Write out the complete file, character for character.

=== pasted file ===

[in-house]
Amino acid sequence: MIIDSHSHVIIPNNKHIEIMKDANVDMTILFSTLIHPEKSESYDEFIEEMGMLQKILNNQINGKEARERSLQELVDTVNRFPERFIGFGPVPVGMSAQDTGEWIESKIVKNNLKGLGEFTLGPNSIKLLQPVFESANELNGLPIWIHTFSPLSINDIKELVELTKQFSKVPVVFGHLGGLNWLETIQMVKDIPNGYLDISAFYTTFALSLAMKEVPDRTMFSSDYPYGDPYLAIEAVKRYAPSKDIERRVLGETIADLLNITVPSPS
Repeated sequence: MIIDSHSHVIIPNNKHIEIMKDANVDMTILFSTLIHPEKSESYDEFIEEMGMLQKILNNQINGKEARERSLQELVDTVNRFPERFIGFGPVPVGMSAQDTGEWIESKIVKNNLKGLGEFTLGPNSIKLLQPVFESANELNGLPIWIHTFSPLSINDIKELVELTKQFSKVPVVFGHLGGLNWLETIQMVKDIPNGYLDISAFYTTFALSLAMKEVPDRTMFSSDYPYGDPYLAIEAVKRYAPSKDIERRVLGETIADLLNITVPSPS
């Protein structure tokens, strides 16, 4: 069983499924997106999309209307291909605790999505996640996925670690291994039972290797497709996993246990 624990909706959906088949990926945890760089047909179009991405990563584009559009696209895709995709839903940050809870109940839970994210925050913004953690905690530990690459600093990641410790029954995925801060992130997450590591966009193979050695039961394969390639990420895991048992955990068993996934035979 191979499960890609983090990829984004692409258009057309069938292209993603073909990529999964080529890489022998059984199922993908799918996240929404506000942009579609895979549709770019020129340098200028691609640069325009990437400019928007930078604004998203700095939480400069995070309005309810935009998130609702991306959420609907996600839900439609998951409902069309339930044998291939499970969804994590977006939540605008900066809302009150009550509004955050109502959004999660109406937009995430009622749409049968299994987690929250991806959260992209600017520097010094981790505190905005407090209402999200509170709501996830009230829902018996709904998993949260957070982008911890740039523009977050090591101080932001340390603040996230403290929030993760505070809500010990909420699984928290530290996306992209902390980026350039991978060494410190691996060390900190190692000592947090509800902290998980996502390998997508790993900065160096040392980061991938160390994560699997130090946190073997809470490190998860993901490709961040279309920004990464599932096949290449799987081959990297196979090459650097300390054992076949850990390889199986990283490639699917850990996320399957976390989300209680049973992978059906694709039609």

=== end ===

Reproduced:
[in-house]
Amino acid sequence: MIIDSHSHVIIPNNKHIEIMKDANVDMTILFSTLIHPEKSESYDEFIEEMGMLQKILNNQINGKEARERSLQELVDTVNRFPERFIGFGPVPVGMSAQDTGEWIESKIVKNNLKGLGEFTLGPNSIKLLQPVFESANELNGLPIWIHTFSPLSINDIKELVELTKQFSKVPVVFGHLGGLNWLETIQMVKDIPNGYLDISAFYTTFALSLAMKEVPDRTMFSSDYPYGDPYLAIEAVKRYAPSKDIERRVLGETIADLLNITVPSPS
Repeated sequence: MIIDSHSHVIIPNNKHIEIMKDANVDMTILFSTLIHPEKSESYDEFIEEMGMLQKILNNQINGKEARERSLQELVDTVNRFPERFIGFGPVPVGMSAQDTGEWIESKIVKNNLKGLGEFTLGPNSIKLLQPVFESANELNGLPIWIHTFSPLSINDIKELVELTKQFSKVPVVFGHLGGLNWLETIQMVKDIPNGYLDISAFYTTFALSLAMKEVPDRTMFSSDYPYGDPYLAIEAVKRYAPSKDIERRVLGETIADLLNITVPSPS
């Protein structure tokens, strides 16, 4: 069983499924997106999309209307291909605790999505996640996925670690291994039972290797497709996993246990 624990909706959906088949990926945890760089047909179009991405990563584009559009696209895709995709839903940050809870109940839970994210925050913004953690905690530990690459600093990641410790029954995925801060992130997450590591966009193979050695039961394969390639990420895991048992955990068993996934035979 191979499960890609983090990829984004692409258009057309069938292209993603073909990529999964080529890489022998059984199922993908799918996240929404506000942009579609895979549709770019020129340098200028691609640069325009990437400019928007930078604004998203700095939480400069995070309005309810935009998130609702991306959420609907996600839900439609998951409902069309339930044998291939499970969804994590977006939540605008900066809302009150009550509004955050109502959004999660109406937009995430009622749409049968299994987690929250991806959260992209600017520097010094981790505190905005407090209402999200509170709501996830009230829902018996709904998993949260957070982008911890740039523009977050090591101080932001340390603040996230403290929030993760505070809500010990909420699984928290530290996306992209902390980026350039991978060494410190691996060390900190190692000592947090509800902290998980996502390998997508790993900065160096040392980061991938160390994560699997130090946190073997809470490190998860993901490709961040279309920004990464599932096949290449799987081959990297196979090459650097300390054992076949850990390889199986990283490639699917850990996320399957976390989300209680049973992978059906694709039609």